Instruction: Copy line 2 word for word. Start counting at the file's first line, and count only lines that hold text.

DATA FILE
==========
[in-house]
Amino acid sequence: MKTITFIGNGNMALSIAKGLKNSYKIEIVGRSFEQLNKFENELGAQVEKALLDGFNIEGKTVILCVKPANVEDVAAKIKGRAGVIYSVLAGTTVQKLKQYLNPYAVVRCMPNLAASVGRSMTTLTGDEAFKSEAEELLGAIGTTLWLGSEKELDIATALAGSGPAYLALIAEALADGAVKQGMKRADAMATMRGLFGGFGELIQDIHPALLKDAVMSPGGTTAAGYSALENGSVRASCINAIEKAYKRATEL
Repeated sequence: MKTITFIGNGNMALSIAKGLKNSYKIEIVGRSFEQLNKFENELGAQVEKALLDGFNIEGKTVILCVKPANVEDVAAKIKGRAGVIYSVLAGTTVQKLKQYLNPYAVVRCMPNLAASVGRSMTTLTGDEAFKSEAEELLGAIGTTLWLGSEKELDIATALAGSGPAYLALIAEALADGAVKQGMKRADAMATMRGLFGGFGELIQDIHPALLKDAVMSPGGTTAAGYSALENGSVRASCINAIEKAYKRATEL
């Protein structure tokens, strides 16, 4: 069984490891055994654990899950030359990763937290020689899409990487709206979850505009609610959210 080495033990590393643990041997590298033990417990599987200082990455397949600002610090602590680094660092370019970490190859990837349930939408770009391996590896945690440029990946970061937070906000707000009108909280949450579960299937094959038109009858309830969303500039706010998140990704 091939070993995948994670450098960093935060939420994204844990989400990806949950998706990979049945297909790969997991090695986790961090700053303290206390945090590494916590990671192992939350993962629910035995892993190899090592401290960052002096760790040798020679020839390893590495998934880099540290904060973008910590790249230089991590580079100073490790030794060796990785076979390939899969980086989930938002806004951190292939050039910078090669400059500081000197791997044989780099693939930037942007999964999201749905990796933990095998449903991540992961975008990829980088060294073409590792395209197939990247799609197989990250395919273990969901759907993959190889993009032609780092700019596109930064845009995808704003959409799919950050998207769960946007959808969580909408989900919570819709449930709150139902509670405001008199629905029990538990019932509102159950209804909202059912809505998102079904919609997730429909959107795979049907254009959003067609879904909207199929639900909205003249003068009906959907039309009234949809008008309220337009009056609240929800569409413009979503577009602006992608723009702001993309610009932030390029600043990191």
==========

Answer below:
Amino acid sequence: MKTITFIGNGNMALSIAKGLKNSYKIEIVGRSFEQLNKFENELGAQVEKALLDGFNIEGKTVILCVKPANVEDVAAKIKGRAGVIYSVLAGTTVQKLKQYLNPYAVVRCMPNLAASVGRSMTTLTGDEAFKSEAEELLGAIGTTLWLGSEKELDIATALAGSGPAYLALIAEALADGAVKQGMKRADAMATMRGLFGGFGELIQDIHPALLKDAVMSPGGTTAAGYSALENGSVRASCINAIEKAYKRATEL